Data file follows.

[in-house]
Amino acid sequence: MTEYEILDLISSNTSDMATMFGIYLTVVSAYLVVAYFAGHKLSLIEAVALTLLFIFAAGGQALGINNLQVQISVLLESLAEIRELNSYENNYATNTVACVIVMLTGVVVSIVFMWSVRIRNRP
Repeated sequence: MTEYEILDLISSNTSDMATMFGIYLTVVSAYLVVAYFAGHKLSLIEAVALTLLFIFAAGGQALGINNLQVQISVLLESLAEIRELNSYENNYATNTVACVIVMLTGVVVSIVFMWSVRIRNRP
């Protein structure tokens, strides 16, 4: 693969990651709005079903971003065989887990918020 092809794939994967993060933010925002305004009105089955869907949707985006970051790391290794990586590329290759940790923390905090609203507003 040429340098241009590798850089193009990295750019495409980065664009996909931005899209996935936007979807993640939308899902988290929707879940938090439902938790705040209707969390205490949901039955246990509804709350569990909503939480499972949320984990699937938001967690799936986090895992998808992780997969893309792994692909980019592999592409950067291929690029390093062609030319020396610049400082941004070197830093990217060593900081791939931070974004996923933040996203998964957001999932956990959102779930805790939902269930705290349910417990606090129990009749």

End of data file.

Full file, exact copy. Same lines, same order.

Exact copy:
[in-house]
Amino acid sequence: MTEYEILDLISSNTSDMATMFGIYLTVVSAYLVVAYFAGHKLSLIEAVALTLLFIFAAGGQALGINNLQVQISVLLESLAEIRELNSYENNYATNTVACVIVMLTGVVVSIVFMWSVRIRNRP
Repeated sequence: MTEYEILDLISSNTSDMATMFGIYLTVVSAYLVVAYFAGHKLSLIEAVALTLLFIFAAGGQALGINNLQVQISVLLESLAEIRELNSYENNYATNTVACVIVMLTGVVVSIVFMWSVRIRNRP
């Protein structure tokens, strides 16, 4: 693969990651709005079903971003065989887990918020 092809794939994967993060933010925002305004009105089955869907949707985006970051790391290794990586590329290759940790923390905090609203507003 040429340098241009590798850089193009990295750019495409980065664009996909931005899209996935936007979807993640939308899902988290929707879940938090439902938790705040209707969390205490949901039955246990509804709350569990909503939480499972949320984990699937938001967690799936986090895992998808992780997969893309792994692909980019592999592409950067291929690029390093062609030319020396610049400082941004070197830093990217060593900081791939931070974004996923933040996203998964957001999932956990959102779930805790939902269930705290349910417990606090129990009749």